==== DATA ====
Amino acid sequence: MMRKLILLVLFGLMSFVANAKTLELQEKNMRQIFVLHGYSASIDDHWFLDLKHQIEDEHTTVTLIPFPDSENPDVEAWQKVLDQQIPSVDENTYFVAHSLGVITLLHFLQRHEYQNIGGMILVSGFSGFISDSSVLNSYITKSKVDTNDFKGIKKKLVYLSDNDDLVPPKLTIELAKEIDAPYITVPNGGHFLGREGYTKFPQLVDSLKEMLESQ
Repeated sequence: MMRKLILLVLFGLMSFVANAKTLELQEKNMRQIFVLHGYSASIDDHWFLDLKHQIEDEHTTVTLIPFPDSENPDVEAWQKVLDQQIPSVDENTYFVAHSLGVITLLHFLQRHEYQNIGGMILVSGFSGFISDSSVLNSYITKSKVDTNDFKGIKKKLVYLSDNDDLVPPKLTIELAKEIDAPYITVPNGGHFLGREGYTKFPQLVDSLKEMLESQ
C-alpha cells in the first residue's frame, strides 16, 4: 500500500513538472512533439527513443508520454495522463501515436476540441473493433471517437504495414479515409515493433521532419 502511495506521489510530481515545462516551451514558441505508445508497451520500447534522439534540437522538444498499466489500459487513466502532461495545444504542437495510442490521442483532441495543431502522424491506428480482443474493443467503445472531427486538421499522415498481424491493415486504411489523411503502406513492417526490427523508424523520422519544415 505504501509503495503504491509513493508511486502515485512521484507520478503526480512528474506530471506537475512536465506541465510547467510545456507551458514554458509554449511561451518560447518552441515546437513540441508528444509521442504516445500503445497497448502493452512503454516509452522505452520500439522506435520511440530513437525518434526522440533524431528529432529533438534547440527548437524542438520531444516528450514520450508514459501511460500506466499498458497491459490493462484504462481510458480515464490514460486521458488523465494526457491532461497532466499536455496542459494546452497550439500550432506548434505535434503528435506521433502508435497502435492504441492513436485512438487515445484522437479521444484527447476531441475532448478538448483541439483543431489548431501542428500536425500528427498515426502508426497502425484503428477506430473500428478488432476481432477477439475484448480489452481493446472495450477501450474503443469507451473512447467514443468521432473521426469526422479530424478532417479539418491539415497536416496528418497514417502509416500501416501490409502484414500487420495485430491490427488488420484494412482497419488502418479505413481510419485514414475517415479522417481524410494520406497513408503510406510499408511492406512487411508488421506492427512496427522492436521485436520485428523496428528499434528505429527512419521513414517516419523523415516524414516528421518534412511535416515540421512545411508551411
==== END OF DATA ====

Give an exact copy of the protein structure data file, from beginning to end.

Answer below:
Amino acid sequence: MMRKLILLVLFGLMSFVANAKTLELQEKNMRQIFVLHGYSASIDDHWFLDLKHQIEDEHTTVTLIPFPDSENPDVEAWQKVLDQQIPSVDENTYFVAHSLGVITLLHFLQRHEYQNIGGMILVSGFSGFISDSSVLNSYITKSKVDTNDFKGIKKKLVYLSDNDDLVPPKLTIELAKEIDAPYITVPNGGHFLGREGYTKFPQLVDSLKEMLESQ
Repeated sequence: MMRKLILLVLFGLMSFVANAKTLELQEKNMRQIFVLHGYSASIDDHWFLDLKHQIEDEHTTVTLIPFPDSENPDVEAWQKVLDQQIPSVDENTYFVAHSLGVITLLHFLQRHEYQNIGGMILVSGFSGFISDSSVLNSYITKSKVDTNDFKGIKKKLVYLSDNDDLVPPKLTIELAKEIDAPYITVPNGGHFLGREGYTKFPQLVDSLKEMLESQ
C-alpha cells in the first residue's frame, strides 16, 4: 500500500513538472512533439527513443508520454495522463501515436476540441473493433471517437504495414479515409515493433521532419 502511495506521489510530481515545462516551451514558441505508445508497451520500447534522439534540437522538444498499466489500459487513466502532461495545444504542437495510442490521442483532441495543431502522424491506428480482443474493443467503445472531427486538421499522415498481424491493415486504411489523411503502406513492417526490427523508424523520422519544415 505504501509503495503504491509513493508511486502515485512521484507520478503526480512528474506530471506537475512536465506541465510547467510545456507551458514554458509554449511561451518560447518552441515546437513540441508528444509521442504516445500503445497497448502493452512503454516509452522505452520500439522506435520511440530513437525518434526522440533524431528529432529533438534547440527548437524542438520531444516528450514520450508514459501511460500506466499498458497491459490493462484504462481510458480515464490514460486521458488523465494526457491532461497532466499536455496542459494546452497550439500550432506548434505535434503528435506521433502508435497502435492504441492513436485512438487515445484522437479521444484527447476531441475532448478538448483541439483543431489548431501542428500536425500528427498515426502508426497502425484503428477506430473500428478488432476481432477477439475484448480489452481493446472495450477501450474503443469507451473512447467514443468521432473521426469526422479530424478532417479539418491539415497536416496528418497514417502509416500501416501490409502484414500487420495485430491490427488488420484494412482497419488502418479505413481510419485514414475517415479522417481524410494520406497513408503510406510499408511492406512487411508488421506492427512496427522492436521485436520485428523496428528499434528505429527512419521513414517516419523523415516524414516528421518534412511535416515540421512545411508551411